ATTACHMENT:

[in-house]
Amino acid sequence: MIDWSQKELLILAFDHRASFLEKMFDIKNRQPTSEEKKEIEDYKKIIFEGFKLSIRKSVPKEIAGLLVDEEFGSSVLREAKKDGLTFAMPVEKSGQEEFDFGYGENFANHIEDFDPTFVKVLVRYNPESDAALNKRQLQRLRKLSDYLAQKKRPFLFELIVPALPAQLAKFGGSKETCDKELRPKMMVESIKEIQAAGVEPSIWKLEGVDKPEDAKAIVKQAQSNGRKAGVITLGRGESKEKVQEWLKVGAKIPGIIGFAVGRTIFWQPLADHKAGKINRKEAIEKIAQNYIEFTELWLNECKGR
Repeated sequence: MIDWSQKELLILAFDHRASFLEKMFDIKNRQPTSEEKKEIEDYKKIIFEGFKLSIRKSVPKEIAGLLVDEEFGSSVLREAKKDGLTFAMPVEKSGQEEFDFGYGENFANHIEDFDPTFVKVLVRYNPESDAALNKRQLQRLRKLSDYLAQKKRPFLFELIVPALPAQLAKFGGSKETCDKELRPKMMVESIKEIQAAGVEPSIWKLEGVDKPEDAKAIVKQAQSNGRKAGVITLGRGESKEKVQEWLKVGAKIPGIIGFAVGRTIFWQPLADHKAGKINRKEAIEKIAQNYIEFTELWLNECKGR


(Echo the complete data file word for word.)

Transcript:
[in-house]
Amino acid sequence: MIDWSQKELLILAFDHRASFLEKMFDIKNRQPTSEEKKEIEDYKKIIFEGFKLSIRKSVPKEIAGLLVDEEFGSSVLREAKKDGLTFAMPVEKSGQEEFDFGYGENFANHIEDFDPTFVKVLVRYNPESDAALNKRQLQRLRKLSDYLAQKKRPFLFELIVPALPAQLAKFGGSKETCDKELRPKMMVESIKEIQAAGVEPSIWKLEGVDKPEDAKAIVKQAQSNGRKAGVITLGRGESKEKVQEWLKVGAKIPGIIGFAVGRTIFWQPLADHKAGKINRKEAIEKIAQNYIEFTELWLNECKGR
Repeated sequence: MIDWSQKELLILAFDHRASFLEKMFDIKNRQPTSEEKKEIEDYKKIIFEGFKLSIRKSVPKEIAGLLVDEEFGSSVLREAKKDGLTFAMPVEKSGQEEFDFGYGENFANHIEDFDPTFVKVLVRYNPESDAALNKRQLQRLRKLSDYLAQKKRPFLFELIVPALPAQLAKFGGSKETCDKELRPKMMVESIKEIQAAGVEPSIWKLEGVDKPEDAKAIVKQAQSNGRKAGVITLGRGESKEKVQEWLKVGAKIPGIIGFAVGRTIFWQPLADHKAGKINRKEAIEKIAQNYIEFTELWLNECKGR